I find many college graduates in my son's generation give up on their original goal if they can't find the job they thought they wanted after about 3 yrs. of trying, and often working in that field. But by then they realize what they really wanted and are more mature, and they go on to a different thing, and it's the right choice, and the right work. It just takes them longer. Nobody struggles for years in the same career or job anymore, loyalty doesn't matter. It's not as me, me, me as it used to be though.

  6. SpanStar profile image59
    SpanStarposted 5 years ago

    I really appreciate the contributions made by people here regarding the issues of Baby Boomers. Death could come at any time for tomorrow is not guaranteed to us. It saddens me that our focus is primarily about "Me" it is a valid concern, however I was looking for a more human concern about a generation that battled wars outside the country and social injustice within the country in an effort to make life a little bit better for those coming after them.

    So many wonderful people in the entertainment industry, industrial industry, social industry in so many avenues did what they could to try and restructure a rigid and bias system so that we all might feel a little better about being free. A lot of music that I've heard play today seems to be modifications of music created in the past. My focus however is not about things it is more about some of the emotional contributions which will be lost and which will be passed on.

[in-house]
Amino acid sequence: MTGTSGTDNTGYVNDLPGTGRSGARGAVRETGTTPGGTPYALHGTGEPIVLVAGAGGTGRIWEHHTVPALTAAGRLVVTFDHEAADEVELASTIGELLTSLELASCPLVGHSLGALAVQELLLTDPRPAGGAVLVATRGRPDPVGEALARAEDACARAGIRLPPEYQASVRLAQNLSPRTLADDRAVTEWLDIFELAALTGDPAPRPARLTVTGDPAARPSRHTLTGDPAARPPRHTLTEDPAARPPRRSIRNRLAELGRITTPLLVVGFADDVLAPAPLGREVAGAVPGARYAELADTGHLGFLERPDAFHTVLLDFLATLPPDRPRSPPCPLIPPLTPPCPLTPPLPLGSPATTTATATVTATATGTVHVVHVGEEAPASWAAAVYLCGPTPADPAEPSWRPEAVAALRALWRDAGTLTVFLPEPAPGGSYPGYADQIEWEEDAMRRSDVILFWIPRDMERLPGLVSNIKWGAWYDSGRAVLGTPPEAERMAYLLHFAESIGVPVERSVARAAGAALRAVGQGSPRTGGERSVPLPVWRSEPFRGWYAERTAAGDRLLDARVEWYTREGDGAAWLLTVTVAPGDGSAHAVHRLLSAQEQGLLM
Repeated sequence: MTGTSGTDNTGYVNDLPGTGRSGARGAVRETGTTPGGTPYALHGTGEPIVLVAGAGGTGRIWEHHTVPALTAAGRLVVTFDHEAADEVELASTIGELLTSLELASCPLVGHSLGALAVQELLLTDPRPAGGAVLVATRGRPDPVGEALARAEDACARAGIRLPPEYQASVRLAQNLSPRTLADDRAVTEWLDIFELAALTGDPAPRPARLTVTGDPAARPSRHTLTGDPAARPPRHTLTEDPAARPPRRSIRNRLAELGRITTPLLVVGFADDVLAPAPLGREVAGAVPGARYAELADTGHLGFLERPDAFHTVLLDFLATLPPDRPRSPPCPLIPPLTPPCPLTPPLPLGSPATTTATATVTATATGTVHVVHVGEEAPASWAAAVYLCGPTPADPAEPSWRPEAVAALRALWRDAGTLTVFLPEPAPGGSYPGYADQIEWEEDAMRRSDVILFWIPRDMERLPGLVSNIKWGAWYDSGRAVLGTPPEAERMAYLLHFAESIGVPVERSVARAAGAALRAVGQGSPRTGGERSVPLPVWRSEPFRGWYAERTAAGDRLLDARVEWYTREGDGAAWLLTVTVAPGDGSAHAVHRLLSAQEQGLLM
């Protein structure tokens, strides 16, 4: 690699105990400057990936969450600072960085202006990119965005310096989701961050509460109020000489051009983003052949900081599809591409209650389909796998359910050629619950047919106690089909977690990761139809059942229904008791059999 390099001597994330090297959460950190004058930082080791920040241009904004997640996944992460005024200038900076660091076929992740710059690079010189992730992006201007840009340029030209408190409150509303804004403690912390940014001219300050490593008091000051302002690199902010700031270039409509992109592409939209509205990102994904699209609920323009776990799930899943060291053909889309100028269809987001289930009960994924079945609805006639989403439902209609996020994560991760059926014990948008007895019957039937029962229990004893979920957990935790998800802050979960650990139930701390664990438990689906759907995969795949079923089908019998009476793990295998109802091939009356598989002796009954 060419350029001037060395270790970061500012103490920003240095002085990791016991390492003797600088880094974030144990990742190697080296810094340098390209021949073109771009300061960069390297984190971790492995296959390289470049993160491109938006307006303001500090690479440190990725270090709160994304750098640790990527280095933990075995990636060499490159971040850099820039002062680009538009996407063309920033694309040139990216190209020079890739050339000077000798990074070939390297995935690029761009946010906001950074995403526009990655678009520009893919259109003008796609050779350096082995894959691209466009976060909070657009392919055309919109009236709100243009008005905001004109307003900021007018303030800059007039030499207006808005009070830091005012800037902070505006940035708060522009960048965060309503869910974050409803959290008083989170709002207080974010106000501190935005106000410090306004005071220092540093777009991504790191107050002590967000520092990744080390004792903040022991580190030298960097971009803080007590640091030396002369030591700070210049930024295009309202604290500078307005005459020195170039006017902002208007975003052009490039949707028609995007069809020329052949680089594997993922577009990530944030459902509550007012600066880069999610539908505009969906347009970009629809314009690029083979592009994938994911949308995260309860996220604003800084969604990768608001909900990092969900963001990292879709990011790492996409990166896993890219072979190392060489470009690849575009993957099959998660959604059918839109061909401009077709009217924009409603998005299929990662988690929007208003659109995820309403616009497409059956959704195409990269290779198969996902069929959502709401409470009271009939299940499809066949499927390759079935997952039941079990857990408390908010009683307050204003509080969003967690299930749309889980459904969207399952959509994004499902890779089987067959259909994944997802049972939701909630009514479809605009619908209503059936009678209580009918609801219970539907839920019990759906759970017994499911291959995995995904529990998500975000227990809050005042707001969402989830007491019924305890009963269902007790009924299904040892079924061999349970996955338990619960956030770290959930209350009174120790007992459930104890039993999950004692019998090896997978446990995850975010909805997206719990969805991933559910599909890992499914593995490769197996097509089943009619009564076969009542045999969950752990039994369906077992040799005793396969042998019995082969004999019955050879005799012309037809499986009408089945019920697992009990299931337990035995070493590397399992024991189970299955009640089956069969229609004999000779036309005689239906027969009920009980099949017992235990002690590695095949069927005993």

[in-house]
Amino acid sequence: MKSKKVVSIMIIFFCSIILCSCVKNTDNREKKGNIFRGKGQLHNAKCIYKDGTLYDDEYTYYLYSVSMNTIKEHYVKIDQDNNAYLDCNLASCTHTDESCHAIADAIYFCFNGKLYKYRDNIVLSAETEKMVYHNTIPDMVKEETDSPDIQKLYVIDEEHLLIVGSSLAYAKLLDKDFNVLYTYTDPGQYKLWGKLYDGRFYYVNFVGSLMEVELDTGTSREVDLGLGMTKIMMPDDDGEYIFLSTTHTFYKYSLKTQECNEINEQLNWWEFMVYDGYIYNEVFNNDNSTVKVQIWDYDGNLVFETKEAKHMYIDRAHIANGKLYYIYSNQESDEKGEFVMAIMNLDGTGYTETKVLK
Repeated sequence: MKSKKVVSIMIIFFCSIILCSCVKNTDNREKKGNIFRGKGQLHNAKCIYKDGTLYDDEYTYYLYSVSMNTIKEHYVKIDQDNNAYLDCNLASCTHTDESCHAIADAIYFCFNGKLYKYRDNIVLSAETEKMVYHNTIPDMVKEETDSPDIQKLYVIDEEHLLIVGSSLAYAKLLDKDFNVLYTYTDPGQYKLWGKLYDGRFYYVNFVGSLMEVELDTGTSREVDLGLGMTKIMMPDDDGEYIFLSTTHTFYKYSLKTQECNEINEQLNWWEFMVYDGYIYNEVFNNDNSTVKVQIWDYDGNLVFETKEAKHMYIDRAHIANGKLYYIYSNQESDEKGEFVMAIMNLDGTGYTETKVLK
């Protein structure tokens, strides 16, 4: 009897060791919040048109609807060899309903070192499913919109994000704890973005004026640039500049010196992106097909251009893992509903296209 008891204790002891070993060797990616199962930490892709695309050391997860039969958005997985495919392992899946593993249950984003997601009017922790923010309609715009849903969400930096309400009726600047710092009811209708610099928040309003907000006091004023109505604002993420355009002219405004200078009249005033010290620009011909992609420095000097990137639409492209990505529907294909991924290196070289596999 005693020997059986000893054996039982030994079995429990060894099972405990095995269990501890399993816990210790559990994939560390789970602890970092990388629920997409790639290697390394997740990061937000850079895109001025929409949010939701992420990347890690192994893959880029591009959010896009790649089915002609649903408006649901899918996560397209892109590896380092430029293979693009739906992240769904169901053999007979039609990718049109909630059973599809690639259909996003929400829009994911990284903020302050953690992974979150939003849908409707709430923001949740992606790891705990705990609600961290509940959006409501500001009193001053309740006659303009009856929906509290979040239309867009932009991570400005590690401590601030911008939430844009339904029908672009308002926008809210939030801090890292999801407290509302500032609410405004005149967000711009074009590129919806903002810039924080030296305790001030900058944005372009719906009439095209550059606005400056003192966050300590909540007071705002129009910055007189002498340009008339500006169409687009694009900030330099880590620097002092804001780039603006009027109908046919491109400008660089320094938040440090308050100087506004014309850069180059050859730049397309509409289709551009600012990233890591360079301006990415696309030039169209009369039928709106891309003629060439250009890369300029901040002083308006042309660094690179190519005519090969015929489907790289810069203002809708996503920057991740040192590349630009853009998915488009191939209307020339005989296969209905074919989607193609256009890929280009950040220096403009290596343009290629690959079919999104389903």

I will miss the past generation because for so many strides that have been made and given to our society. I will also miss the future as to the wonders and the astounding development that has yet to be seen. I will miss seeing how human evolution develops or plays out.

    Life What a Wonderful Journey!

    1. couturepopcafe profile image60
      couturepopcafeposted 5 years ago in reply to this

      Nice.  It's like the boomers who miss the 'greatest generation' of WWII.  In is wise to revere our elders and remember the good things they left behind, learn from their mistakes, and try to make the world a better place for the generations coming up. 

      I can understand someone complaining when they're 20 yrs old.  It's tough out there.  Very tougn.  Tougher than I had it when I was 20.  But when someone hits their 30s it's time to figure out a plan.

  7. profile image0
    Justsilvieposted 5 years ago

    I plan to live to be 100... Long enough to watch the newest generation blame the ones who blame the boomers for all the worlds ills now. smile

    1. couturepopcafe profile image60
      couturepopcafeposted 5 years ago in reply to this

      lol